The program  below adjusts the rate at which the Flashlight Cubelet flashes depending on the input between 20 and 0.4 flashes per second.


#include "cubelet.h"
unsigned int last_flash_counter = 0;
void setup()
void loop()
    block_value = weighted_average();
    if (block_value != 0){ //no strobe should occur when block value is zero.
        if (last_flash_counter > 5+(255-block_value)) { //wait between 5 and 260 ~10ms intervals. Theoretically 20-0.4 flashes per second.
            last_flash_counter = 0;
        else {


You can see the full API reference here:


You can find lots of C code examples here:


Controlling your Cubelet remotely


As readers might have noted, Bluetooth is presently the only way a Cubelet-based Robot can connect to the outside world. Interacting with a payment platform is usually done via a TCP/IP connection however and the Cubelets have no WiFi capability. This means that you will need some kind of intermediate node that is both Bluetooth and Internet capable to bridge these two worlds together.


Controlling Cubelets through the Bluetooth interface is not for the faint of hart. Luckily, our Hackathon developers are a hardy bunch!


A GitHub repository called "node-cubelets" is provided by ModRobitics that shows how to interact with the Cubelets by opening a serial / Bluetooth connection from Node.js. Details are provided here: This is likely an important part of the puzzle for any workable commerce solution.




Some of the different Cubelets are listed below. This will help give you a sense of the types of applications you can build.


  • Bar Graph Cubelet - Handy for debugging
  • Battery Cubelet - Every robot needs on of these
  • Blocker Cubelet - Passes power, but blocks data for neighbour cubes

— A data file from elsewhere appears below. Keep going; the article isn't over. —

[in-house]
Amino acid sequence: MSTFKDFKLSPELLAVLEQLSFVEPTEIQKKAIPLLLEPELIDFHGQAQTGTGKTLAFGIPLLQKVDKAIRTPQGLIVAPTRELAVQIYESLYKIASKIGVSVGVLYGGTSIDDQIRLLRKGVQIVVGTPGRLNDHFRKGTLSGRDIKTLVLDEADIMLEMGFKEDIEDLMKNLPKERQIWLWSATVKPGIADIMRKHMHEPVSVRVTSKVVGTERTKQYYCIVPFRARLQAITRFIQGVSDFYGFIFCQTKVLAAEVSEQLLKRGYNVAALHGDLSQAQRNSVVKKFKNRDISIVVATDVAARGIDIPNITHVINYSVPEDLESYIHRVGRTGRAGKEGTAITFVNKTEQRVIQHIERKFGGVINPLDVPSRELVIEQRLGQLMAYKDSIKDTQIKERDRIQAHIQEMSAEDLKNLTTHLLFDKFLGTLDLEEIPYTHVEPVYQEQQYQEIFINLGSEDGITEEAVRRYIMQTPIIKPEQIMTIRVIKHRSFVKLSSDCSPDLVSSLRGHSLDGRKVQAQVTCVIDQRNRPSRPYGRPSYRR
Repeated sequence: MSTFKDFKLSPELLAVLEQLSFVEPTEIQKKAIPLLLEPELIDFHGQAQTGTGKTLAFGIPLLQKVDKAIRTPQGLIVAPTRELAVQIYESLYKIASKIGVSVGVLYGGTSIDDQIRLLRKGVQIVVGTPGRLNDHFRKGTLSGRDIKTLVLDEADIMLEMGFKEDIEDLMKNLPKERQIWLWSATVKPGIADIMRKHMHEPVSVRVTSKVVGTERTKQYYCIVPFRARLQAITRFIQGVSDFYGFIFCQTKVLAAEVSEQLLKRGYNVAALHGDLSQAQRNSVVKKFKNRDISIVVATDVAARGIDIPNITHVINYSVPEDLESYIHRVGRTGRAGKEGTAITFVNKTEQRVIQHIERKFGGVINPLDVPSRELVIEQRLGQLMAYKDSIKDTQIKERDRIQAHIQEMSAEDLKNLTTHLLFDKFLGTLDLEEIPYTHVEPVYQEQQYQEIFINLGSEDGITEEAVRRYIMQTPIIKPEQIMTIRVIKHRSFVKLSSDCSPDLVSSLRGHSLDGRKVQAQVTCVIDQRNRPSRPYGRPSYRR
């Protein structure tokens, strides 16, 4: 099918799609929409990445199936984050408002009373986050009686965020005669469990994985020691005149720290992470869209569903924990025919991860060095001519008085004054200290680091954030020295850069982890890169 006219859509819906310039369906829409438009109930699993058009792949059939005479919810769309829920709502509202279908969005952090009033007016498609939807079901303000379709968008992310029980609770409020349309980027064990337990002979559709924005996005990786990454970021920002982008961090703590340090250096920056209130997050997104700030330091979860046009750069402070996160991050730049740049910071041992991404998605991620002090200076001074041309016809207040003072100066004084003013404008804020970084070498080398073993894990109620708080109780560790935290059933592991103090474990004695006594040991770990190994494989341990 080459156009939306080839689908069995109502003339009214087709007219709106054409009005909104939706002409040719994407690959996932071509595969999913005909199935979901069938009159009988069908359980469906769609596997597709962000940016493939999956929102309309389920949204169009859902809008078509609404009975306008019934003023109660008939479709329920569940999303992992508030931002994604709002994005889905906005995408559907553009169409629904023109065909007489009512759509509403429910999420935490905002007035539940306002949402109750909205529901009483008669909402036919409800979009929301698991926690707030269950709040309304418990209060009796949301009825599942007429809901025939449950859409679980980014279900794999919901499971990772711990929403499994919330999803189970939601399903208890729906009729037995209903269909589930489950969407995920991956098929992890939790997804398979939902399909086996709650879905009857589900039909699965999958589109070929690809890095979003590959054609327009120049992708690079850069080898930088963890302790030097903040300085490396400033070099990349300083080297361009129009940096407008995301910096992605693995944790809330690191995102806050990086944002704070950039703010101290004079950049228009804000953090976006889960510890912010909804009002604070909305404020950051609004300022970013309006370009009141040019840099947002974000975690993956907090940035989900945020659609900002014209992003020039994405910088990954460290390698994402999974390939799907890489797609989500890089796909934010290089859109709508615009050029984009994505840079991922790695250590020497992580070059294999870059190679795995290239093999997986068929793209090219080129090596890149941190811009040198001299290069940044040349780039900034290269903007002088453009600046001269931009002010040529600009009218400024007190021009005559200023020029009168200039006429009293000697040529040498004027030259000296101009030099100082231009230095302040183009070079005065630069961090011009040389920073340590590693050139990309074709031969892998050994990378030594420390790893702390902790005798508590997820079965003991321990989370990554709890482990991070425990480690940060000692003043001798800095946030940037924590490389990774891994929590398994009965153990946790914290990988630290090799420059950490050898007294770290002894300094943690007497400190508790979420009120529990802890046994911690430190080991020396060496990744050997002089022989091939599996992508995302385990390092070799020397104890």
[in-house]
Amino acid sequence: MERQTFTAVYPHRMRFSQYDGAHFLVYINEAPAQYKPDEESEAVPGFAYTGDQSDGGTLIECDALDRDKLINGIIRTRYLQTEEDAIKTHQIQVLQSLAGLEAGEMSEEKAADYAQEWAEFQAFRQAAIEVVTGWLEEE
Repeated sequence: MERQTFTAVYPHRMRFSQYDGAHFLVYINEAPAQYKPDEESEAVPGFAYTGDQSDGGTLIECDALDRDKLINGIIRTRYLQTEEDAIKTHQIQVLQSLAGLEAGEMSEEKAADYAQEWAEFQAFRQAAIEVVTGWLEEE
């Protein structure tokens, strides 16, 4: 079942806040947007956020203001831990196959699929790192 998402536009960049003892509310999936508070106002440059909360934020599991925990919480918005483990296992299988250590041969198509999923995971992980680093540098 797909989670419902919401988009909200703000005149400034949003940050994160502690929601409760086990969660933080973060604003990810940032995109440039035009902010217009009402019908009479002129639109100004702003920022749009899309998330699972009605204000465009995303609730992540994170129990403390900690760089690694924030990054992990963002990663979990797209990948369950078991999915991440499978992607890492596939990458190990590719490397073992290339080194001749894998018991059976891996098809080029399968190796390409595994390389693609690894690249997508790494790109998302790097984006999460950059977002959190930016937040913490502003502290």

• Bluetooth Cubelet - A wireless link to upgrade, control or monitor cubes
  • Brightness Cubelet - A sensor that reads the amount of available light
  • Distance Cubelet - A sensor that detects how far it is from another object
  • Drive Cubelet - useful for propelling a robot across all surfaces
  • Flashlight Cubelet - Throws a beam of light depending on the input value
  • Inverse Cubelet - Flips the input value it encounters and relays it to the ouput
  • Knob Cubelet - A variable Cublet with a range between 0 and 1
  • Maximum Cubelet - Filters out all but the highest value input
  • Minimum Cubelet - Filter out all but the lowest value input
  • Passive Cubelet - Relays power, but does nothing
  • Rotate Cubelet - one face of the block rotates depending on the input
  • Speaker Cubelet - for building noisy robots!
  • Temperature Cubelet - sense the ambient temperature
  • Threshold Cubelet - react when an input reaches a settable threshold value





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Cubelets, Cubelets Flash and Arduino are registered or unregistered marks belonging to their respective owners who are unaffiliated with and do not endorse or sponsor Vantiv. Vantiv likewise does not endorse or sponsor Modular Robotics or other companies referenced above.